Despite some positive signs toward reducing inequality in some dimensions, such as reducing relative income inequality in some countries and preferential trade status benefiting lower-income countries, inequality persists. The global billionaire count continues to grow.
Effects of COVID-19 on inequality
The COVID-19 pandemic is making between- and within-country inequality worse. This pandemic has put a spotlight on economic inequalities and fragile social safety nets that leave vulnerable communities to bear the brunt of the crisis. Social, political, and economic inequalities have amplified the impacts of the pandemic. The poorest and the most vulnerable, including women, children, older persons, persons with disabilities, migrants and refugees and informal workers, are being affected disproportionately by the pandemic.
COVID-19 and violence against women is a series of infographics bringing attention to the issue and providing recommendations to governments and others.
Hate speech targeting vulnerable groups is rising. Any progress towards gender equality and women’s rights is at risk. Across every sphere, from health to the economy, security to social protection, the impacts of COVID-19 are exacerbated for women and girls simply by virtue of their sex. Further, vulnerable countries, including least developed countries, land-locked developing countries, small island developing states and countries in humanitarian or fragile situations, are forecast to be the hardest hit in the long-term owing to the fragility of their health and welfare systems, the limited coverage of their social protection systems, limited financial and other resources, vulnerability to external shocks and excessive dependence on international trade. (The statistical annex and the Global Sustainable Development Goal Indicators Database are available here.)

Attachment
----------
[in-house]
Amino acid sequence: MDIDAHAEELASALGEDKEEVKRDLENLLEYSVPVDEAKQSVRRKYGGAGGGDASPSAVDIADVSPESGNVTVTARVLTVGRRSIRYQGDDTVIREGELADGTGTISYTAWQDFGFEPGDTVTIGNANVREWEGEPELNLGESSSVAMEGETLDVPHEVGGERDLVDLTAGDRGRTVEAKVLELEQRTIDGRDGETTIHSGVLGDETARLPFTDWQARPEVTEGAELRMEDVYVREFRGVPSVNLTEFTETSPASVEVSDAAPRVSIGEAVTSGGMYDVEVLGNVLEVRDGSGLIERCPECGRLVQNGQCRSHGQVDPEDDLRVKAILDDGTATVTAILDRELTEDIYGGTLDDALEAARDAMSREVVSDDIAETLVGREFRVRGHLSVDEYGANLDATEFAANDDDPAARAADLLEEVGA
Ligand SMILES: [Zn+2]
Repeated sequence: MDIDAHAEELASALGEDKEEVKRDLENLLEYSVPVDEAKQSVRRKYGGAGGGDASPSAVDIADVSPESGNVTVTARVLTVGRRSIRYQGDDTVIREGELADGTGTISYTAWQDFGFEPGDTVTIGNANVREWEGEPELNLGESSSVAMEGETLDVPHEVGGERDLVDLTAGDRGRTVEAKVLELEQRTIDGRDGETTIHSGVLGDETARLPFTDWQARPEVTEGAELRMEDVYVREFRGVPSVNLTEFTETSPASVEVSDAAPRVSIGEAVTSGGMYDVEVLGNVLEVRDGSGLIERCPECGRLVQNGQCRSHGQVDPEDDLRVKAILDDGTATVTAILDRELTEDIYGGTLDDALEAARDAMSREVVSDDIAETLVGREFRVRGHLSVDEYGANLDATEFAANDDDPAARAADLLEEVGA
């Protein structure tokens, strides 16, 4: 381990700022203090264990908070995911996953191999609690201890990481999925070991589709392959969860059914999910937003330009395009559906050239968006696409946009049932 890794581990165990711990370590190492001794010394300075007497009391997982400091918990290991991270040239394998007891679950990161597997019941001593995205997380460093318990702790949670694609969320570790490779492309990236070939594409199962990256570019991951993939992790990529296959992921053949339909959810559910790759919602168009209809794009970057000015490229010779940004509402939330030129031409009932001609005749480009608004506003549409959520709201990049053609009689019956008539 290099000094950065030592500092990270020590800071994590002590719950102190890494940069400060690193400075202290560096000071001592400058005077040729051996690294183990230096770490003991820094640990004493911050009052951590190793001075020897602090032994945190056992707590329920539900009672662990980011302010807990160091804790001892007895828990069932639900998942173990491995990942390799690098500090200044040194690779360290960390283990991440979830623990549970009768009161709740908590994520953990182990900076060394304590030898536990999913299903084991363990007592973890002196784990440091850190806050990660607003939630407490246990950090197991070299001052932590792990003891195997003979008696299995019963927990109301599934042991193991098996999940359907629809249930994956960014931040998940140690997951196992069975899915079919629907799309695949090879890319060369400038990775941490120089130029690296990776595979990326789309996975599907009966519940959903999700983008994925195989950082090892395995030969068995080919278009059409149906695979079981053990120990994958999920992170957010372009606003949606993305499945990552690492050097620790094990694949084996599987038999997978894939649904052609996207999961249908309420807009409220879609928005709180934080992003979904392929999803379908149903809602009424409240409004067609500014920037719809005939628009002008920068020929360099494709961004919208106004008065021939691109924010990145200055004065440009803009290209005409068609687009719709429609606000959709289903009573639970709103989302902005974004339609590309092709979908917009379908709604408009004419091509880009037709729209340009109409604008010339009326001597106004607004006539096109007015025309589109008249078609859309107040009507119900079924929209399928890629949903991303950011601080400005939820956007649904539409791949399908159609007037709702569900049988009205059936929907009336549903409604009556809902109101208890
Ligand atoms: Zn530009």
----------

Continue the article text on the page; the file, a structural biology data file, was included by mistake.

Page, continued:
Reducing inequalities and ensuring no one is left behind are integral to achieving all Sustainable Development Goals. SDG 10 is linked to many of the other SDGs, such as peaceful and inclusive societies (SDG 16), gender equality (SDG 5), poverty (SDG 1), zero hunger (SDG 2), good health and well-being (SDG 3), clean water and sanitation (SDG 6), sustainable cities and communities (SDG 11). The UN Secretary-General has recently called for ‘solidarity and equality’ and appealed to common humanity to help the world’s most vulnerable. This time of crisis can be a time when policies and social norms may be more malleable, to enable investment in policies and institutions to reduce inequalities and to steer the world back towards the achievement of SDG 10 and the other SDGs.
Professor Jill Marshall is a Professor of Law in the Department of Law and Criminology in School of Law and Social Sciences at Royal Holloway, and a qualified lawyer in England and Wales (admitted as a solicitor 1992). Her work focuses on the relationship between law and living well, human flourishing, personal freedom and identity, and women’s human rights. She has written widely on these topics and is the author of three books, including Human Rights Law and Personal Identity.